2023 JOCKEYING — The House GOP’s right flank is preparing to give its leadership all kinds of headaches over fiscal concerns next year, pushing for major changes on spending — even if they stand no chance of becoming law, Caitlin Emma previews this morning. “The disappointment would surely prompt blowback from right-leaning Republicans already known as the sharpest thorns in the party’s side.”
— Rep. CHIP ROY (R-Texas): “Spare me if you’re a Republican who puts on your frigging campaign website, ‘Trust me, I will vote for a balanced budget amendment, and I believe we should balance the budget like every family in America.’ No shit. … The only question that matters is, will leadership use that leverage?”
HAPPENING TODAY — Jury selection begins in the Manhattan district attorney’s criminal trial against the Trump Organization on tax fraud and other charges. The case doesn’t personally threaten Trump legally, and the potential penalties are small in the grand scheme of things. But it “will present an embarrassing scene for the former president, pushing to the forefront one of several criminal investigations swirling around him,” NYT’s Ben Protess, William Rashbaum and Jonah Bromwich preview. DA ALVIN BRAGG will have Trump Org CFO ALLEN WEISSELBERG testifying as a star witness; the trial is likely to stretch longer than a month.
Insider’s Laura Italiano and Dave Levinthal highlight one other potential implication of the case: “Conviction could prompt the government to bar the Trump Organization from doing business as a federal contractor, including cutting off the spigot of Trump’s lucrative … billing of Secret Service agents who stay at his properties while protecting the former president and his family.”
REALITY CHECK — Though Biden said he plans to refill the Strategic Petroleum Reserve with domestic oil after tapping it to increase supply, that “pitch is likely to be a hard sell for many domestic producers,” WSJ’s Benoît Morenne reports. Companies are not optimistic about increasing their production because of the market swings and investor pressure to keep activities flat.
POLL POSITION — The Republican-led states imposing significant abortion restrictions don’t have the support of their electorates, The 19th’s Jasmine Mithani reports in a new poll analysis this morning. According to an August survey, 52% of respondents in states that have passed near-total abortion bans believe that abortion should be legalized in most or all cases. Only 13% of those states and 10% nationwide support a complete ban.
WAR IN UKRAINE
FEARS RISING — Defense Secretary LLOYD AUSTIN spoke again Sunday with his Russian counterpart, SERGEI SHOIGU, as the West sounded louder alarms that Moscow may be preparing for an escalation in Ukraine. Russia has been warning that Kyiv plans to detonate a “dirty bomb” as a false flag; Ukraine and its Western allies say there’s no truth to the assertion, but they fear that Russia could use it a pretext to take the war to another level. More from Reuters
PELOSI ABROAD — Speaker NANCY PELOSI will head to Zagreb, Croatia, to represent the U.S. at the First Parliamentary Summit of the International Crimea Platform, her office announced. She’ll address the summit and meet with Ukrainian and Croatian officials. Rep. GERRY CONNOLLY (D-Va.) is going, too.
Tucker Carlson had an angry phone call with Tom Emmer.
Jared Polis can’t matchStacey Abrams’ dancing skills.
Bill de Blasio’s hair seems to be getting darker.
Ted Cruz got some boos and a “Go back to Cancun” after wearing Astros gear at Yankee Stadium.
Alexandria Ocasio-Cortez tried ASMR to turn out the vote.
SPOTTED: Librarian of Congress Carla Hayden at “Death of a Salesman” on Broadway.
FIRST IN PLAYBOOK — MSNBC is launching “The Revolution,” a new six-episode podcast hosted by Steve Kornacki diving into the 1994 “Republican Revolution” and “the origin story of politics as we know them today.” The exploration of Newt Gingrich’s rise and evolution comes out Oct. 31. Listen to the trailer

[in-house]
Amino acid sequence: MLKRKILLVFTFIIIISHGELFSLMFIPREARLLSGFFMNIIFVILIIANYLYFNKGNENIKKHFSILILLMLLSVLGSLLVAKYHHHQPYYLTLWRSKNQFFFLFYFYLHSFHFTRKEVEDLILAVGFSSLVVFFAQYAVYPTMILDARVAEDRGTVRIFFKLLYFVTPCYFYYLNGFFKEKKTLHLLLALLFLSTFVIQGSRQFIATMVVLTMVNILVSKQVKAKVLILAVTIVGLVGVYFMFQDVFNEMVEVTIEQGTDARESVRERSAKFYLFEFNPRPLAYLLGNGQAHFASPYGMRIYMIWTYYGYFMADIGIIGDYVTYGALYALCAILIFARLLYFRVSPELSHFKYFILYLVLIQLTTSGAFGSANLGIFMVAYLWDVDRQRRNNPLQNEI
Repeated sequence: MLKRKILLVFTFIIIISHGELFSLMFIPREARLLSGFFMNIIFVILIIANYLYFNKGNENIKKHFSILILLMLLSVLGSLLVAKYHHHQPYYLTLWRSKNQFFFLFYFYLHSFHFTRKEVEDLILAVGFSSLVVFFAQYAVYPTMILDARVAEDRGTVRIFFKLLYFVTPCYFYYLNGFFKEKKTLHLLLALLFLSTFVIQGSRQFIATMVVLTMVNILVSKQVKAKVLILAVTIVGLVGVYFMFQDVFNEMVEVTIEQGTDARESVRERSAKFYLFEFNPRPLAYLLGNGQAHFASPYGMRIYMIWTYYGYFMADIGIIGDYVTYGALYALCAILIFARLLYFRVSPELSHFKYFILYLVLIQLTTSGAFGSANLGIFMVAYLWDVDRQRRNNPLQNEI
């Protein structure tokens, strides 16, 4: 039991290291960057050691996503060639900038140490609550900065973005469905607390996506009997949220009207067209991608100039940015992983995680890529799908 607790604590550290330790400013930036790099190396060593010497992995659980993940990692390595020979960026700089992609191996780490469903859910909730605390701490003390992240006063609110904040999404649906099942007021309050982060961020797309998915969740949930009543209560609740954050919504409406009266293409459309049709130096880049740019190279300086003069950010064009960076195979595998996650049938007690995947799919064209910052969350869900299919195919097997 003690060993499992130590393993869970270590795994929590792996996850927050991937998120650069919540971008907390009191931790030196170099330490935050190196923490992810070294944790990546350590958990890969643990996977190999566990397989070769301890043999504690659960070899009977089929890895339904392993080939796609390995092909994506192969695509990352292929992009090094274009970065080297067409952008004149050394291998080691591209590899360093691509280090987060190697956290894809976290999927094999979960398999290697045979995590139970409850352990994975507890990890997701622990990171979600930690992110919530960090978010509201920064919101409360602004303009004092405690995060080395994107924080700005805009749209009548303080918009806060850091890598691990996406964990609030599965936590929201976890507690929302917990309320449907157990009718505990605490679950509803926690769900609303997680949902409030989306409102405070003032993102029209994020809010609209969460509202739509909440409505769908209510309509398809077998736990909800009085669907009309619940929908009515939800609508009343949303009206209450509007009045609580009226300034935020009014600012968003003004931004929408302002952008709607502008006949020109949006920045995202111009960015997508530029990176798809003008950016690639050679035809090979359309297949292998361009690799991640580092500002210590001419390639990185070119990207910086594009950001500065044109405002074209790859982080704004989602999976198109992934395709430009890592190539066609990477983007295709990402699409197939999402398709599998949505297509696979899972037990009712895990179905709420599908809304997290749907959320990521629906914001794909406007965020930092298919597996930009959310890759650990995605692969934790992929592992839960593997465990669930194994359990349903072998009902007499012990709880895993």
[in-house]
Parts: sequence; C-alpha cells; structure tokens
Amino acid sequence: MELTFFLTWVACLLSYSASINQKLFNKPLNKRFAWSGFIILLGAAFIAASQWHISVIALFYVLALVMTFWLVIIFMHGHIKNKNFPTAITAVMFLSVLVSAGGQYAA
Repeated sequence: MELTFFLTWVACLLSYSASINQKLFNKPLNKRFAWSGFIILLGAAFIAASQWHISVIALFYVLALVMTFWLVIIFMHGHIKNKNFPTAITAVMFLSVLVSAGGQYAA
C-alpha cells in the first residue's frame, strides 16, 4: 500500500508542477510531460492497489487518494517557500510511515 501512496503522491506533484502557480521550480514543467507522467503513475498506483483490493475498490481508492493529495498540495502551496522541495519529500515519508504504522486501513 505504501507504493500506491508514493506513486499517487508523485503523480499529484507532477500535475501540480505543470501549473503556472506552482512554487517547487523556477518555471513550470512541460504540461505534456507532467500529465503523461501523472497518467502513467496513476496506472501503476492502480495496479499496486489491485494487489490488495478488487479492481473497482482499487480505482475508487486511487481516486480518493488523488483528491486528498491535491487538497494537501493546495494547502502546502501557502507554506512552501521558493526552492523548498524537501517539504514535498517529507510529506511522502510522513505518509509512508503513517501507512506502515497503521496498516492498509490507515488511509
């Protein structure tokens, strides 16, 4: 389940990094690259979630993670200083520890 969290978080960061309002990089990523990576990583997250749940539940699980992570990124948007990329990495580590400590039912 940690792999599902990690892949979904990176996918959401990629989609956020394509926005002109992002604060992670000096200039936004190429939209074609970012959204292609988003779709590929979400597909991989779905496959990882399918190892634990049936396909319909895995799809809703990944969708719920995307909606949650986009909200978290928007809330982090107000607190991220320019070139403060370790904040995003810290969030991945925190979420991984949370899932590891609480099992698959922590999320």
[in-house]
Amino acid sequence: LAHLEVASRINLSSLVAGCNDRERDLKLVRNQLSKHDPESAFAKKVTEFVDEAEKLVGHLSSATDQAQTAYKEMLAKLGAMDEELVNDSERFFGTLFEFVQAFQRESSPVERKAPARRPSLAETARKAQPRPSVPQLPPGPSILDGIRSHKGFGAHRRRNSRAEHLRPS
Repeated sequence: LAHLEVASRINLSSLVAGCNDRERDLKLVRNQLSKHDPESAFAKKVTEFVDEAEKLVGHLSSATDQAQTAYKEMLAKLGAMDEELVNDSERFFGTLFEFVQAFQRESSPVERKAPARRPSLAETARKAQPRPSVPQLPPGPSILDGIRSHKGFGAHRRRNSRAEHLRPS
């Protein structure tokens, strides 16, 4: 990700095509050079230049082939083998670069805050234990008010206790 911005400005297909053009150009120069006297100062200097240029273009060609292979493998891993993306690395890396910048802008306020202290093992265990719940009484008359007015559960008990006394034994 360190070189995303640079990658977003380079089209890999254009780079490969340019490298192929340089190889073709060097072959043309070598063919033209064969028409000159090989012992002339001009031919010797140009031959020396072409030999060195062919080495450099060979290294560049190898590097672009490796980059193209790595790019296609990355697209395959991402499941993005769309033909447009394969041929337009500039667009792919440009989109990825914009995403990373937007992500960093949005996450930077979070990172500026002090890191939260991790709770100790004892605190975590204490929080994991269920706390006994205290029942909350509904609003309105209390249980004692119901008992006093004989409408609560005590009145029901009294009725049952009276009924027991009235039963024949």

— Lindsay Hamilton is now principal for corporate comms on the Amazon Books PR team. She was most recently an associate EPA administrator for Public Affairs.
STAFFING UP — Jake Freed will be a congressional affairs specialist at FDA on the drugs team. He was previously the health legislation assistant to Rep. Frank Pallone, D-N.J.
TRANSITIONS — Danielle Brown is joining BSA | The Software Alliance as senior director of legislative strategy. She was most recently general counsel to House Ways and Means Committee. … Courtney Veatch is now director of federal government affairs at Fresenius Medical Care. She was most recently the associate director of federal affairs at Alzheimer’s Association. …
… Rachel Kingery is now senior media relations manager at the American College of Obstetricians and Gynecologists. She was previously the communications director for Rep. Robin Kelly, D-Ill. … Madison Hubbard is now adviser for government relations at TransUnion. She was previously a legislative assistant at Mehlman-Casagnetti.
WEDDINGS — Mary Carpenter, content and digital lead at the Nuclear Energy Institute, and Nick Schemmel, director of federal affairs for Organon, got married Saturday at the Vinoy Resort and Golf Club in St. Petersburg, Fla. Jack Kingston alum Buddy Carter met Jack while working for Kingston. The couple stayed close friends for many years before they started dating. Pic … Another pic
— Remy Brim, co-head of BGR’s health and life sciences practice, and Stephen Mason, EVP for regulatory policy at Greenleaf Health, got married Oct. 14 in Telluride, Colo. They met through mutual friends. Pic
BIRTHWEEK (was Sunday): Joanna Miller … Meghan Mitchum
HAPPY BIRTHDAY: New Mexico Gov. Michelle Lujan Grisham … Sens. Jeff Merkley (D-Ore.) and Mike Rounds (R-S.D.) … Reps. Seth Moulton (D-Mass.), Brad Sherman (D-Calif.) and Kweisi Mfume (D-Md.) … Tony Podesta … NYT’s Jonathan Weisman … Antonia Ferrier … Bloomberg’s Nancy Cook … NPR’s Tim Mak … POLITICO’s Monica Akhtar … Henry Schuster of “60 Minutes” … Melissa Luce … Chris Wilson of WPA Intelligence … David Ferguson … Matt Thornton … Chris Tuck of the Senate GOP … Bullpen Strategy Group’s Michael Ahrens … Rahul Chopra of Sen. Mark Kelly’s (D-Ariz.) reelect … Kristine Michalson of the House Press Gallery … Carl Cannon of RealClearPolitics … Caitlyn Stephenson … David Mastrangelo … Jenna Schuette Talbot … Deadline’s Ted Johnson … Invariant’s Joey Smith … American Viewpoint’s Josh Davidson … former Reps. José E. Serrano (D-N.Y.) and Mary Bono (R-Calif.) … Liz Spayd … Law360’s Kellie Mejdrich … Marty Baron … Omer Farooque … CNN’s Pamela Kirkland … Zephyr Teachout
Send Playbookers tips to [email protected] or text us at 202-556-3307. Playbook couldn’t happen without our editor Mike DeBonis, deputy editor Zack Stanton and producers Setota Hailemariam and Bethany Irvine.